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Sunday, June 22, 2008

The 2nd Worst Book I've Read in Years

Monday, June 16, 2008

2nd worst book I've read in years, Richard Laymon

Yes one would ask, why spend time reading what you are pretty sure will be absolute crap? Well ask any writer. We read anything. We read labels from soup cans, we read technical newspapers from local polytechs, some of us read palms (not me.)

So I've just finished the second worst book I've ever read in many years. This is Richard Laymon's The Cellar. He was listed by one website as being even better than Stephen King when it comes to Horror. First the preface: I like Stephen King for a few reasons. 1.) He's from Maine like me. 2.) He wrote a half decent book on the practice of writing, which if you've not read it, well please do. 3.) Parts of Hearts in Atlantis were really nicely written. There are times he spins positively literary and it's fun when that happens. True, his endings are often problematic and formulaic and the overall quality of his work has that cranked out feeling. But on the scale, he succeeds because he is good at what he does.

The Cellar by Richard Laymon makes King look positively literary in every respect. This book is downright terrible. One reviewer on said that it wasn't worth the paper it is printed on. I consider that an understatement.

Let me explain. He is a poor writer in every respect. I've had beginning students in writing classes who submit work like this stuff. It's choppy, no flow, patronizing, over detailed in all the wrong places, terrible constructions of sentences, and so on. To make a list would be a book on writing.

Secondly his characters are never developed and the little they are is later contradicted by their reactions. Examples: The main character, a woman, has a daughter who was raped by her former husband. The daughter acts like a seven year old and at times speaks like a Sex in the City 30 something. The husband leaves jail and kills the woman's sister. The woman finds out but amazingly, only about an hour later the trauma of this has passed so much that she can engage in a passionate moment with a man she met just the day before. She never considers her sister for the remainder of the book. The guy she met, named Jud is a mercenary of sorts, hired but justified killer, evidently. Call him Mr. Macho. Yet when the ex husband bursts into the hotel room and makes Mr. Macho place his hands on the wall he mutters something like Sweet Jesus he's going to kill us. (remember this is muttered.) Then he says, he's going to kill us. Then hysterically he screams, he's going to kill us! (exclamation point directing us to now understand he's no longer muttering, I guess.)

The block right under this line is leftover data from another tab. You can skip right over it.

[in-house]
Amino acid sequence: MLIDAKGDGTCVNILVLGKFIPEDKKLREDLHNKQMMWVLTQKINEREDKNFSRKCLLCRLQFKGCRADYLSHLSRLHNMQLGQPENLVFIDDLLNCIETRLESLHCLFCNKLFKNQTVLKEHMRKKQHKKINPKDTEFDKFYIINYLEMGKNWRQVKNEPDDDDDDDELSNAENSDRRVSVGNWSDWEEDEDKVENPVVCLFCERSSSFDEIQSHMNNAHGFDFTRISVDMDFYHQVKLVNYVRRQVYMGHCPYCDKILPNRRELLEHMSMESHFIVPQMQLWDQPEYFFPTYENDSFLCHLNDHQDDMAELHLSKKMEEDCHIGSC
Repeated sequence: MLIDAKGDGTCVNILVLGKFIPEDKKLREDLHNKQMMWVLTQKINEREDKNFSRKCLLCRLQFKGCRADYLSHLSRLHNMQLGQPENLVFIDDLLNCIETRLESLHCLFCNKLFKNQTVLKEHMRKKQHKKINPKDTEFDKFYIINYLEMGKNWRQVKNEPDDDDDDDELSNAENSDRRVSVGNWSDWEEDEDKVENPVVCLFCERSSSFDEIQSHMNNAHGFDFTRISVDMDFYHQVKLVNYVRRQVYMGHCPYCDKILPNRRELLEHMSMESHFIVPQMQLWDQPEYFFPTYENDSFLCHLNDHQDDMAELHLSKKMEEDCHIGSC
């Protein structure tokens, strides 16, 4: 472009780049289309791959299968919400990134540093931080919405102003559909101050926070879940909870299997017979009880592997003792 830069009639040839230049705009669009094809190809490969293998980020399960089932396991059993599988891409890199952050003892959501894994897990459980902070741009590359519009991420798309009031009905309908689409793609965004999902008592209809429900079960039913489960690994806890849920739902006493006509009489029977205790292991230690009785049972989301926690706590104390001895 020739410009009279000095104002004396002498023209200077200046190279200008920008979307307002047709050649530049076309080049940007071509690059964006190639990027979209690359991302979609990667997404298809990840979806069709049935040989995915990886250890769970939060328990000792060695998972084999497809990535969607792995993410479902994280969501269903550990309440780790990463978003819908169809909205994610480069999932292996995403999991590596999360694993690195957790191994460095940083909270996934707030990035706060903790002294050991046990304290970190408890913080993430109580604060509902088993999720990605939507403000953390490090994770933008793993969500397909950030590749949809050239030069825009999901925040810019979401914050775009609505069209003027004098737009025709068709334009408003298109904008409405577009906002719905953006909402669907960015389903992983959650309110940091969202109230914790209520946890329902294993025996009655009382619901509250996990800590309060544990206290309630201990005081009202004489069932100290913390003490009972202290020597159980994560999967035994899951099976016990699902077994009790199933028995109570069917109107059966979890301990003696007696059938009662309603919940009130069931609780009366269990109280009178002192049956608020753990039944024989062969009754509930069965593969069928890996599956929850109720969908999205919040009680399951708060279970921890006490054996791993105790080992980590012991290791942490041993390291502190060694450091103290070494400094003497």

The beast in the cellar is really about five beasts who impregnate women and create more beasts. Throughout the book Laymon engages on what might be called disgusting sexual descriptions of Pedophilia, consenting adult affairs, and beast plus human encounters. To put it bluntly it's gross. We don't need the details to get the sense of what took place, and the fact Laymon spends time discussing each with detail raises questions about his goal, is it to tell a horror story or to write offensive pornography?

I've read some in this field, not a lot but enough to see that if Laymon is one of the best writers out there, then the state of horror is in very serious trouble. He's a terrible, terrible, terrible writer in every respect. I will never bother reading another of his works in any form and I'm posting this to save you from even cracking open the cover. If you're not fully convinced, check out his picture in the back of The Cellar, it shows him in his wonderful literary photo as a goofy looking guy framed by two larger than life alien puppet heads.

Be very, very scared.